The last Ebola patient in all of Liberia was discharged from a treatment center on Thursday, March 5th. And with that, the country was without a single confirmed case of the dreaded disease.
This is amazing. A few months ago, Ebola threatened to overwhelm the nation. Now, even though Ebola still exists in neighboring Sierra Leone and Guinea, Liberia is counting the days until it can be considered Ebola-free. That officially comes on April 4th. Already, the celebrations have begun.
But Liberia has been here before, standing on the cusp of declaring Ebola gone, only to discover that the worst of the outbreak was yet to come.
Last May, Liberia and the rest of West Africa believed it was in a good position to defeat the disease. But Ebola returned and this time, the outbreak turned into the world’s worst Ebola epidemic. (The Washington Post: Read More)
In 2014, the disease on everyone’s mind was Ebola. The Ebola virus has infected 24,000 people across nine countries to date, with more than 9,600 deaths as of March 1st, 2015. However, despite the high number of infections, the spread of Ebola remains technically an outbreak, not a pandemic, because it hasn’t spread globally.
“It will only be over when the last person with Ebola is either dead or recovered without infecting other people,”
stated Peter Piot, who co-discovered the virus in the 1970s, at the World Economic Forum meeting in Davos last month. But he warned that risks from such outbreaks were far from over, saying: “There will be other Ebola outbreaks and there will be other epidemics, not least influenza.”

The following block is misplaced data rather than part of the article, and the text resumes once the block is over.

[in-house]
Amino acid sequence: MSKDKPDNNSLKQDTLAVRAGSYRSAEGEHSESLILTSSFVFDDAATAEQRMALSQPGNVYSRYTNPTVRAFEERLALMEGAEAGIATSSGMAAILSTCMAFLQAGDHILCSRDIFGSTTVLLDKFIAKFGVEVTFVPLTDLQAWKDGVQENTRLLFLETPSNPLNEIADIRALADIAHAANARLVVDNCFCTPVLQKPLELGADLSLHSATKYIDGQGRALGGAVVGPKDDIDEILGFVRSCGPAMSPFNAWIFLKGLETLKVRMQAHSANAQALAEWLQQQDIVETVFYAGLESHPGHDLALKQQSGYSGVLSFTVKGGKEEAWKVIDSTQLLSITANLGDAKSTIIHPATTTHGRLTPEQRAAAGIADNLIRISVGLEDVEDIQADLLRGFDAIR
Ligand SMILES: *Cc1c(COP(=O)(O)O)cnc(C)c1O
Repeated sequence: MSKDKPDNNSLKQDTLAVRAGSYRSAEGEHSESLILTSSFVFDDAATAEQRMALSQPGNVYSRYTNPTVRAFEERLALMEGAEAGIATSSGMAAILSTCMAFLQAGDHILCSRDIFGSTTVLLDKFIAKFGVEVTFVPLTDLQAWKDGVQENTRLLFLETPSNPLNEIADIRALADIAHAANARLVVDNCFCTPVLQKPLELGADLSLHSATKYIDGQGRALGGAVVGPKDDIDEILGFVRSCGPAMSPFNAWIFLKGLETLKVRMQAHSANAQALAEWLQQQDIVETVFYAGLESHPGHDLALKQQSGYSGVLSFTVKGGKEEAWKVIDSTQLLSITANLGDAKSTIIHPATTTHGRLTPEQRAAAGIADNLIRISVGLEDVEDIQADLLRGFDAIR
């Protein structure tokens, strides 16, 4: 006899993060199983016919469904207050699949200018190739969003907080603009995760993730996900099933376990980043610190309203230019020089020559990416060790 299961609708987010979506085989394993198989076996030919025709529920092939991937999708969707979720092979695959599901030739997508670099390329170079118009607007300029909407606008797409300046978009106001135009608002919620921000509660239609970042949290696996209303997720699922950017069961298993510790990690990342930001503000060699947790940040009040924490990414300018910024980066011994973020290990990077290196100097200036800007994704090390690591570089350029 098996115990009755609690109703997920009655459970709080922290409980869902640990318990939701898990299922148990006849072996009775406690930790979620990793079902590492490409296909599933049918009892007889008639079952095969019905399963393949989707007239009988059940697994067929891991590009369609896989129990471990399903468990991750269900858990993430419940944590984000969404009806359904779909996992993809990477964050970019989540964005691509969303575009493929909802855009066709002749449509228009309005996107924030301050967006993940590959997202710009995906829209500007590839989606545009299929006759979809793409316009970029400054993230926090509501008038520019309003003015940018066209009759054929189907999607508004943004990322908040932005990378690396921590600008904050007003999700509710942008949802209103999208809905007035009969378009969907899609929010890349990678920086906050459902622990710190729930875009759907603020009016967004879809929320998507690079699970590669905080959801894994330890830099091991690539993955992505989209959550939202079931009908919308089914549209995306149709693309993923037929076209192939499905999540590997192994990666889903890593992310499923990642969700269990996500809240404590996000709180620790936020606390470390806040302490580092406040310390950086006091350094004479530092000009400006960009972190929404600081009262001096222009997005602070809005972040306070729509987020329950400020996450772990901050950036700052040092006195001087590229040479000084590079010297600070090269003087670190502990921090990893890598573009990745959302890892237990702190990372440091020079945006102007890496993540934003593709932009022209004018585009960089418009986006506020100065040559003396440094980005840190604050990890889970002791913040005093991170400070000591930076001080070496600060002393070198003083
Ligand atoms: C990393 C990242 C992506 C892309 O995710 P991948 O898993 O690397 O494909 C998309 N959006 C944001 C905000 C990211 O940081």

U.N. Special Envoy on Ebola David Nabarro said the fight has reached a “second phase, getting to zero, and it really is the hardest part.”
“We are reaching the most difficult phase, where there is a fatigue among the governments among the population, certainly among the donors, and we are not yet there,”
said Ismail Ould Cheikh Ahmed, head of the U.N. agency charged with handling the emergency response. He warned against growing complacent because there is still plenty that needs to be done.
Ebola virus is the causative agent of Ebola hemorrhagic fever (EHF), a disease affecting humans and primates. The incubation period for EHF is 2-21 days and typical early symptoms include fever, chills, malaise, and myalgia, followed by the onset of symptoms indicative of multi-organ stress and subsequent failure. The disease is also characterized by high death rates (as high as 90%) and worse yet, is highly contagious, spreading through direct contact with infected body fluids or skin/mucus membrane contact. This perfect storm of conditions make the possibility of a large-scale epidemic a very real concern.